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Trump Hints at 2024 Run During CPAC Speech: 'I May Even Decide to Beat Them for a 3rd Time'

"I am not starting a new party. That was fake news," former president says in first post-presidential speech at CPAC

Donald Trump made his first post-presidential speech at the Conservative Political Action Conference (CPAC) on Sunday, during which he insisted that he will not split from the Republicans and start a new party and hinted he might try to take back the White House in 2024.

"As you know they just lost the White House ... but who knows, who knows, I may even decide to beat them for a third time," the former president said, again making the false assertion that he had defeated Biden last November.

The option of running again is still open to Trump after Democrats failed to get the two-thirds majority vote needed in the Senate impeachment trial to bar him from running for office again. Regardless of whether he does, Trump insisted he will continue to be involved in the Republican Party and shot down rumors that tensions between him and major Republican figures like Sen. Mitch McConnell could lead to a split.

"We're not starting new parties. They kept saying, 'He's going to start a new party!' We have the Republican Party! It's going to unite and be stronger than ever before. I am not starting a new party. That was fake news," Trump said. "Wouldn't that be brilliant? Let's start a new party and let's divide our vote, so that you can never win ... No, we're not interested in that."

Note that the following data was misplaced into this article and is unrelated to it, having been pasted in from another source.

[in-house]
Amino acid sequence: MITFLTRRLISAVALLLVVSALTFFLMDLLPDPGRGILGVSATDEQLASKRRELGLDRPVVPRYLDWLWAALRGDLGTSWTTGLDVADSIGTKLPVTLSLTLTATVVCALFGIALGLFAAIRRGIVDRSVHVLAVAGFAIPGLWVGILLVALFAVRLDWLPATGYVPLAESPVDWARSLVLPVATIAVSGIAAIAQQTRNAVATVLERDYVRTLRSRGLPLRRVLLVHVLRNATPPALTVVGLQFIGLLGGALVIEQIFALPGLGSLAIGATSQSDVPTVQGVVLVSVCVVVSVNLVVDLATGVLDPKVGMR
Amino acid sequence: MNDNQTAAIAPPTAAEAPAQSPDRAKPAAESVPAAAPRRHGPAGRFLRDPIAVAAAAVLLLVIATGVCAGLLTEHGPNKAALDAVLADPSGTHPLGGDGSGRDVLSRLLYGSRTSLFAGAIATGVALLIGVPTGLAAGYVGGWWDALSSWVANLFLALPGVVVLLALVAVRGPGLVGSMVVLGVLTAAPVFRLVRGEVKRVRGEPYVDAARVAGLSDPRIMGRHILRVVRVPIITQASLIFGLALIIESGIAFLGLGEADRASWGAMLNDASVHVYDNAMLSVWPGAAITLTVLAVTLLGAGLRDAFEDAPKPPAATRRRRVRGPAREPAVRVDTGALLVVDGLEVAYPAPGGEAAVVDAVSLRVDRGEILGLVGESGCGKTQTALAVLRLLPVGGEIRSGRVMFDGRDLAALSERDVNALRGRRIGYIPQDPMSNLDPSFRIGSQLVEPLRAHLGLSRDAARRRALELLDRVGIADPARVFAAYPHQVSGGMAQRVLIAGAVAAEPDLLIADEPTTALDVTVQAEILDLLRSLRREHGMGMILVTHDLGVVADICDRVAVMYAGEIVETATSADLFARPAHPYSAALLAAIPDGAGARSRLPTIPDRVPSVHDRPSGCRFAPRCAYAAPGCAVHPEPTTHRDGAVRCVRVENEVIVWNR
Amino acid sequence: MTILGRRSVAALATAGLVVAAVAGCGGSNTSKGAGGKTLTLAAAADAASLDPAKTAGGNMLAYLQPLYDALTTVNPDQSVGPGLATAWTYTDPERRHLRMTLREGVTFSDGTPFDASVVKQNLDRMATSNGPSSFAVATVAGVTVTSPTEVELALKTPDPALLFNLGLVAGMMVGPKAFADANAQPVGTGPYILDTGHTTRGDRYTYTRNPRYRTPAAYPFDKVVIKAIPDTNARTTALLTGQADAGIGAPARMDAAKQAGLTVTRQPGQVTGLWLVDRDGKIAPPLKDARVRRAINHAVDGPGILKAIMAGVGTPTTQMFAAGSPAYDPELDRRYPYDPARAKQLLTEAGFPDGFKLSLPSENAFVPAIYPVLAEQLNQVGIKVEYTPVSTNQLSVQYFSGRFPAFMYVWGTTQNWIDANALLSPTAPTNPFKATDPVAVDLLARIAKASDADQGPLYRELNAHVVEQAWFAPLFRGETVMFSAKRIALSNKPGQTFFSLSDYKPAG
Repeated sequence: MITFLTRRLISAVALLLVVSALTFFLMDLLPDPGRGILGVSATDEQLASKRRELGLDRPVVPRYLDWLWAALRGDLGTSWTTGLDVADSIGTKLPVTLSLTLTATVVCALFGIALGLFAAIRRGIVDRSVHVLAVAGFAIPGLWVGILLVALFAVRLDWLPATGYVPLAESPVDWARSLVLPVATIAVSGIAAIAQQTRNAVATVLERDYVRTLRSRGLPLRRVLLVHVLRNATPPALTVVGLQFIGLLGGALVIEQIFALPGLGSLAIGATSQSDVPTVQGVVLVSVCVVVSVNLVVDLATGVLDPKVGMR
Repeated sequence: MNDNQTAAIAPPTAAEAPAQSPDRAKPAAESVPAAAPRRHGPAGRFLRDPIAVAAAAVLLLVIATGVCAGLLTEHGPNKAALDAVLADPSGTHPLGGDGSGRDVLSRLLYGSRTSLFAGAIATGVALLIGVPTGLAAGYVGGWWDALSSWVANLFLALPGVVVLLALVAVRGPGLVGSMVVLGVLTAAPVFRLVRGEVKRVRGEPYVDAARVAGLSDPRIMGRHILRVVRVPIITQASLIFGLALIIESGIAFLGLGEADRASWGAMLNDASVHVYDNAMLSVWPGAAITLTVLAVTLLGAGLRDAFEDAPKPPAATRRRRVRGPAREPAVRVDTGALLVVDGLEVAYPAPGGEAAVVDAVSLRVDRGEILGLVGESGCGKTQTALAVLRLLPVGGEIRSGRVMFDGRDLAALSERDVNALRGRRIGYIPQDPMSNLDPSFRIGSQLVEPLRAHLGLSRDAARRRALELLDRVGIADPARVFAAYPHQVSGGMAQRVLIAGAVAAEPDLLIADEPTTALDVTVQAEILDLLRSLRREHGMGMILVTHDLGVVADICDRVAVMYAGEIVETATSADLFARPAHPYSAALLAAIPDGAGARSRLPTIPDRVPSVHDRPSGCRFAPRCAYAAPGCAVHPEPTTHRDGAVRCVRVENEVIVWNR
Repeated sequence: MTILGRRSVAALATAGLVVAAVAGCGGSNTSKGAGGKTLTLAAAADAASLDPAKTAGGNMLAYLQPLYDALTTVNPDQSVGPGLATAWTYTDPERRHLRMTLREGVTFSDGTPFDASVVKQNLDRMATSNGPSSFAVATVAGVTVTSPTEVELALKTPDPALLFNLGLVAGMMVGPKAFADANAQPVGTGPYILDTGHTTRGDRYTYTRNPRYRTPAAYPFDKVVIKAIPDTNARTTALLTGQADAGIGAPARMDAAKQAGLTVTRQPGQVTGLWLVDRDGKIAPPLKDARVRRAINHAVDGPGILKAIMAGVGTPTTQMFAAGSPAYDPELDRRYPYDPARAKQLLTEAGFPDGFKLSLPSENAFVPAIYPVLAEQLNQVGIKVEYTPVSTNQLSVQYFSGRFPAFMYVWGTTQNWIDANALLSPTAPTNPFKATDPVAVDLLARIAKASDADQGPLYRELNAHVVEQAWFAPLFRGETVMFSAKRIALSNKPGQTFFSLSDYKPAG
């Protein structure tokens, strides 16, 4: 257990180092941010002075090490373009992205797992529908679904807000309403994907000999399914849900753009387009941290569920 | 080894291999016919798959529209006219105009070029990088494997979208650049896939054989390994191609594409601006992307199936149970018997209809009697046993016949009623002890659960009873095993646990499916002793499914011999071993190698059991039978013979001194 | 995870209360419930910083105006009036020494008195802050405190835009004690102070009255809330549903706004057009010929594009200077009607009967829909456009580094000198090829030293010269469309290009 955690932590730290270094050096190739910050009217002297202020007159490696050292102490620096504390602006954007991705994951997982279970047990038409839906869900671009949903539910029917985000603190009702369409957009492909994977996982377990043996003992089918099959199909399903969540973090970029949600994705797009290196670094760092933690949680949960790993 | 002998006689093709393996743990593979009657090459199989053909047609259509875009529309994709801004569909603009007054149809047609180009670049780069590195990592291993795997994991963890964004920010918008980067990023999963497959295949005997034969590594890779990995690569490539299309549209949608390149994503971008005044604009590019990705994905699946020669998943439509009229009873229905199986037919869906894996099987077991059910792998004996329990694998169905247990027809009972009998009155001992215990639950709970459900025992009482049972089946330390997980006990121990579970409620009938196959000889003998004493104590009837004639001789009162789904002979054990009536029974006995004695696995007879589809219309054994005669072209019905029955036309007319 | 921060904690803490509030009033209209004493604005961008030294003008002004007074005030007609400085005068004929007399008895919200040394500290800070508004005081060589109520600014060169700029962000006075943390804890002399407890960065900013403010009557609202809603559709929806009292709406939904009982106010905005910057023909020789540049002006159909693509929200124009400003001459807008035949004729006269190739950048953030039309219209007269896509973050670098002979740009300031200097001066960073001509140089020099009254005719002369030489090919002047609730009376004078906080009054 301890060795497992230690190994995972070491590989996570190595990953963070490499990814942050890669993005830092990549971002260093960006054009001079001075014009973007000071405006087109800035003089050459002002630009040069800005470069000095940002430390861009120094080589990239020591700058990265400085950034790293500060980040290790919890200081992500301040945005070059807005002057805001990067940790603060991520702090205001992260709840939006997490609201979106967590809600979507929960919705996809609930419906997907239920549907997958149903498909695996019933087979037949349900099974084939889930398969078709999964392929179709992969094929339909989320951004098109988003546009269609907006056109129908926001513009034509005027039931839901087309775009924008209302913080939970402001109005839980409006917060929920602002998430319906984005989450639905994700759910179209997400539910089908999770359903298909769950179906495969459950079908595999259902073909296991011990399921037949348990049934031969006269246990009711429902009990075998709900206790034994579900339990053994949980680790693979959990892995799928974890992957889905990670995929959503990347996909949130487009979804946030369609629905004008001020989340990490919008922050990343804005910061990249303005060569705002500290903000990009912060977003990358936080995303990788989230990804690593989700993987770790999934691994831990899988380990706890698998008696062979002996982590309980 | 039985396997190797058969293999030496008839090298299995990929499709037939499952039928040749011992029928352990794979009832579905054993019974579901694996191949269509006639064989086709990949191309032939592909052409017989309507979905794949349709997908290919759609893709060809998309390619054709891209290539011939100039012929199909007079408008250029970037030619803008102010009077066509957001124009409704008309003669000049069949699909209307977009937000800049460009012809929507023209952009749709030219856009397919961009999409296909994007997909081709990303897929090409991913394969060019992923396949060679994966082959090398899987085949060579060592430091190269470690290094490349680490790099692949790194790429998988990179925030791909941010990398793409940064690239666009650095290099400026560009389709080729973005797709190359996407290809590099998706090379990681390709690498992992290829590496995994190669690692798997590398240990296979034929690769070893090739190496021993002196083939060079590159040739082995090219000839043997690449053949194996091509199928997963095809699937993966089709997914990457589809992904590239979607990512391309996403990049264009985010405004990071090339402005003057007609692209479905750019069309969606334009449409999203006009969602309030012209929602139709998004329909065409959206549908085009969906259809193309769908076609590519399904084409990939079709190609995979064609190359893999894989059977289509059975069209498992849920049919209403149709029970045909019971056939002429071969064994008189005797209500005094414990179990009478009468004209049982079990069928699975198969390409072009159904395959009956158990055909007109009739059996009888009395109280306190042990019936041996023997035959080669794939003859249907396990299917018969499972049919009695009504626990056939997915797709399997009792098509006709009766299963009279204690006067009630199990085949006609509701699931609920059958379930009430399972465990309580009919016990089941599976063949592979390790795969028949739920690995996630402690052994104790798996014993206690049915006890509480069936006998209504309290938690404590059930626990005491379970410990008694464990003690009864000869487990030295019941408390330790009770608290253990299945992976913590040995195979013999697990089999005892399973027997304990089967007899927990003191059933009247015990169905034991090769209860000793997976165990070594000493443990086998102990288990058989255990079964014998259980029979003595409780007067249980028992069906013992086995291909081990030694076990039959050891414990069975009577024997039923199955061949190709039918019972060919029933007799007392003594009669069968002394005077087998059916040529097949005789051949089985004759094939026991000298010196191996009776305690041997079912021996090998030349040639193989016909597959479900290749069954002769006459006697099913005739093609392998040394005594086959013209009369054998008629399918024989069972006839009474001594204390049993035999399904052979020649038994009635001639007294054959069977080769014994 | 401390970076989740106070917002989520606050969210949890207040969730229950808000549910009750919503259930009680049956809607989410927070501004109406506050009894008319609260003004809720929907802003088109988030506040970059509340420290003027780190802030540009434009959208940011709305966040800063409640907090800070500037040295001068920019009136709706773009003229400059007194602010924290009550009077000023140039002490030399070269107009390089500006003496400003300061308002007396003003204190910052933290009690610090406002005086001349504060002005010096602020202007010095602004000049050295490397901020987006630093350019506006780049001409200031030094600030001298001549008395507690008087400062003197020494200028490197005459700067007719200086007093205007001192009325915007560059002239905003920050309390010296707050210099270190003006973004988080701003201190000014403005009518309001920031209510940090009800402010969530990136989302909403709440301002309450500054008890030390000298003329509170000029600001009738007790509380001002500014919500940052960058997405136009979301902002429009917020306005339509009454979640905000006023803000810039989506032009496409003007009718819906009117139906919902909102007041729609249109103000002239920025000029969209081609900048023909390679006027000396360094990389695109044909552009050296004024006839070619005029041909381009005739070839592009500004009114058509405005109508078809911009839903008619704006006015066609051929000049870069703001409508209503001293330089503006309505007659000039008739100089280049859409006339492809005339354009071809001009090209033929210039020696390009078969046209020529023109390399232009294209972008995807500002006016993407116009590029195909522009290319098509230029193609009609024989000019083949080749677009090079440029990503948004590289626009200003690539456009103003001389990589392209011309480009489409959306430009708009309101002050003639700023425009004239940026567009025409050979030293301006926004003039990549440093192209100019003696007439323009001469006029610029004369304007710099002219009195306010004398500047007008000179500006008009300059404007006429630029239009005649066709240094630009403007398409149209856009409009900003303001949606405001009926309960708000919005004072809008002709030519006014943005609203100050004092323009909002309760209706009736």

In decades past, former presidents have remained silent on their successors' policies. When Barack Obama, who saw Trump attempt to undo much of his legacy, spoke out against his successor for the first time at the University of Illinois in September 2018, it was considered a major break in tradition.

But it has only taken about six weeks for Trump to strike back against the man that defeated him in the 2020 election as he begins his plans to remain a major figure in the Republican Party heading into the 2022 midterms.

Among the attacks leveled at Biden was a claim that the new president was "triggering a massive flood of illegal immigration into our country," despite the fact that deportations of undocumented immigrants have not diminished in the opening weeks of Biden's presidency. Biden had attempted to place a moratorium on deportations during the first 100 days of his presidency, but it was struck down in Texas by a federal district court judge.

Trump also claimed that Biden was "anti-energy," and said that Biden wants windmills that "don't work when you need them." The claim was likely in reference to debunked right-wing claims that winter storm power and heat outages in Texas this past month were caused by failures in renewable energy, even though the state's energy grid is still heavily reliant on natural gas and fossil fuels. Trump also slammed Biden's reversal of his withdrawal of the U.S. from the Paris Climate Accords, saying that it puts the country at an economic disadvantage.

"What good does it does when we're clean, but China's not, and Russia's not, and India's not?" he said.

While Biden's approval rating currently sits higher than Trump's at any point during his presidency, Trump still enjoys a sizable base of support amongst Republicans. A straw poll of CPAC attendees showed that 68% want Trump to run in 2024, and 55% said they would vote for him if he did run over the likes of Florida Gov. Ron DeSantis and South Dakota Gov. Kristi Noem.